Minnesotans for a Fair Economy

Recent Articles

Redlining targets Black Minnesotans and neighborhoods

Wells Fargo leads pack according to U of M report on sub-prime lenders

By Charles Hallman
Staff Writer


A new University of Minnesota Law School study shows that Blacks and other communities of color and low-income residents in the Twin Cities still lack access to credit. It is an update of a 2009 study that found that Blacks and Latinos — even with “very high income[s] — were much more likely to get sub-prime loans than very low-income White applicants.”

“It’s hard to believe that systemically a Black family that is making $157,000 a year is less likely to qualify for a prime loan than a White family that earns 40 [thousand a year],” noted Myron Orfield, the director of the Institute on Metropolitan Opportunity, which is housed at the U of M Law School. The report also shows that Blacks and other people of color who live in two North Minneapolis neighborhoods had the highest number of sub-prime loans compared to Whites in the same neighborhoods: 59 percent for people of color compared to 42 percent Whites in Near North; and 55 percent for people of color in Camden compared to 29 percent for Whites. These two areas also “were most dramatically affected” among Twin Cities neighborhoods. “Our report [reveals] discrimination in lending against individuals on the basis of race, and also discrimination in lending against neighborhoods on the basis of race,” noted Orfield, who heads the U of M Law School’s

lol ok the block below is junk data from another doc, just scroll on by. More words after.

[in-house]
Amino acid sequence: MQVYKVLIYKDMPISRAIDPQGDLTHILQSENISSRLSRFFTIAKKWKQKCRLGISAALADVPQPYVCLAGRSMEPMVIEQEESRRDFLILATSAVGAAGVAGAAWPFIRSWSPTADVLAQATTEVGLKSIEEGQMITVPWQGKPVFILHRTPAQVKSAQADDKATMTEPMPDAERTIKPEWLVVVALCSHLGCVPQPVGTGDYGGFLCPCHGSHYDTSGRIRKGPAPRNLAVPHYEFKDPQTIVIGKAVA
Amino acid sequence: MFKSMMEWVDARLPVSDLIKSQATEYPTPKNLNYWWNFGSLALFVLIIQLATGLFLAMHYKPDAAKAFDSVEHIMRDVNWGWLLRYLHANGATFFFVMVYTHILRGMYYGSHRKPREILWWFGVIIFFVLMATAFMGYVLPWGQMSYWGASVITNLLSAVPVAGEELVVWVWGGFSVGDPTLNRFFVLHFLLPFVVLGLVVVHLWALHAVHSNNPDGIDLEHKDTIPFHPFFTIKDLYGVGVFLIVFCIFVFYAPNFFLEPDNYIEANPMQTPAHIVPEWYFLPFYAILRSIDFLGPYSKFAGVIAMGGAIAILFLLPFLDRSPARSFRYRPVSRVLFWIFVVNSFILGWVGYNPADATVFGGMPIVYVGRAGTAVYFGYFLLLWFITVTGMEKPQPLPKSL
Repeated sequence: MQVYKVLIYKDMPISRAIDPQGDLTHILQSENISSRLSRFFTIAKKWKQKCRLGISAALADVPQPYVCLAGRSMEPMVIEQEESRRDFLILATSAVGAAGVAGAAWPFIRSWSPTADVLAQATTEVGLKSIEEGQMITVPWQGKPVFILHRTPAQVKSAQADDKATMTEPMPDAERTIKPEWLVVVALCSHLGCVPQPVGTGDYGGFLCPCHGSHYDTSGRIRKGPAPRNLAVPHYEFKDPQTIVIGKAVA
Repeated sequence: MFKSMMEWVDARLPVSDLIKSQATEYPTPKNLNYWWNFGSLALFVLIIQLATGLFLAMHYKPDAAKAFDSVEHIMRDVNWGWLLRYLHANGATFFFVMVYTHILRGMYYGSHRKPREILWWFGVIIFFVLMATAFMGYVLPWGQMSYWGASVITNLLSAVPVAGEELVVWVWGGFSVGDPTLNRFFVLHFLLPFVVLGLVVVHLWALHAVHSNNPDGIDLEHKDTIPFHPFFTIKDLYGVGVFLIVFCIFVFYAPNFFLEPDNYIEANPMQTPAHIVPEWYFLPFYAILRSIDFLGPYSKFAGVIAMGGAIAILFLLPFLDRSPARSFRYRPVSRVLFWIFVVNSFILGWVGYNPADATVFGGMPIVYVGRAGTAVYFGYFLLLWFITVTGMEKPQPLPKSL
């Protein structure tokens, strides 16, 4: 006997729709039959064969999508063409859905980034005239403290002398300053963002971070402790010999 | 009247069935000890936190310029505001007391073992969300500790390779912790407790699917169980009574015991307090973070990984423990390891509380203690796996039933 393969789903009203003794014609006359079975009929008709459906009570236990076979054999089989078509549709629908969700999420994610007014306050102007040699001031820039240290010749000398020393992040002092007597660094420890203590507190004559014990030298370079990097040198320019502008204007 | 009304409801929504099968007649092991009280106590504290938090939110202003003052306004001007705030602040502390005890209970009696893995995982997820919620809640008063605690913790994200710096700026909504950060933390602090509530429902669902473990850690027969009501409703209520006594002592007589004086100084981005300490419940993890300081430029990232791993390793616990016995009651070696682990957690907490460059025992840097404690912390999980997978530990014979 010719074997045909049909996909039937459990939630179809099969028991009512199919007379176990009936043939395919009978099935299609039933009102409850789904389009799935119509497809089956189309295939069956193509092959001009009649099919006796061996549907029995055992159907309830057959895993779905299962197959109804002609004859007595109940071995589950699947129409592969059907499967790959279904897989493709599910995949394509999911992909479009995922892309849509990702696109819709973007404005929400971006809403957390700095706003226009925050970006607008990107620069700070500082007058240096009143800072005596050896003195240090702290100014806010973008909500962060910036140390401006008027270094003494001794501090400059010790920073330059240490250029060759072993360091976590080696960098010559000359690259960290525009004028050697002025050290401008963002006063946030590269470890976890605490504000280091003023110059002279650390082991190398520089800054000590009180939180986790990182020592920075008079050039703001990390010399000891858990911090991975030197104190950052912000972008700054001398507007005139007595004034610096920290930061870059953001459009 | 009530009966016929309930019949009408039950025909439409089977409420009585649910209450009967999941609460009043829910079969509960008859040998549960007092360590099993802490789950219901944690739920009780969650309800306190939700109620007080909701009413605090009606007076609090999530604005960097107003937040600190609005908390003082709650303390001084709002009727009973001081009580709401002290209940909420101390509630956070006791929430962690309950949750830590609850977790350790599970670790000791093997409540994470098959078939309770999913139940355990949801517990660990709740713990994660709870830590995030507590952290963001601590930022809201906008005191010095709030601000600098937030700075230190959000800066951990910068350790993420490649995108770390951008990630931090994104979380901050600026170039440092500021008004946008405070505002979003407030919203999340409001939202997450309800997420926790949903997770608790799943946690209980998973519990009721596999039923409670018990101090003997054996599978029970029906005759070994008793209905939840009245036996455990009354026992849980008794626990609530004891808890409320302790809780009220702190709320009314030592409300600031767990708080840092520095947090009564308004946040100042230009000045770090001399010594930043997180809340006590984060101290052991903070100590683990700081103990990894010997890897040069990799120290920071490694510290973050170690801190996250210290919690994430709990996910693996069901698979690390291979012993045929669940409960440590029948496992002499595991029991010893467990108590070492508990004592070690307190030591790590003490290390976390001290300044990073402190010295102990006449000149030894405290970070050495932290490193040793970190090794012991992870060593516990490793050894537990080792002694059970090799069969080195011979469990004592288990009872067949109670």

Institute on Metropolitan Opportunity (IMO). Continue Reading →

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Payday lending called exploitation



By Dwight Hobbes

Contributing Writer


Minnesota watchdogs are barking about what they assert to be “predatory” payday lending. A payday loan is a small, short-term, loan secured against a customer’s next paycheck. Upwards of 250 groups are accusing the banking system of exploitation, claiming U.S. Bank, Wells Fargo and other institutions are exploiting this tough economic climate to gouge people struggling to get by, profiting from excessive fees on these payday loans. Lutheran Social Services, Minnesotans for a Fair Economy, SEIU Local 26, ISAIAH (Faith In Democracy), and TakeAction Minnesota are among the national, state and local organizations demanding bank regulators step in and stop banks from racking up loans yielding annual interest rates near 400 percent. The collective presented a letter to Richard Cordray, director of the Consumer Financial Protection Bureau, during a Town Hall Event at the Kaye Playhouse at Hunter College in New York City on February 22. Continue Reading →

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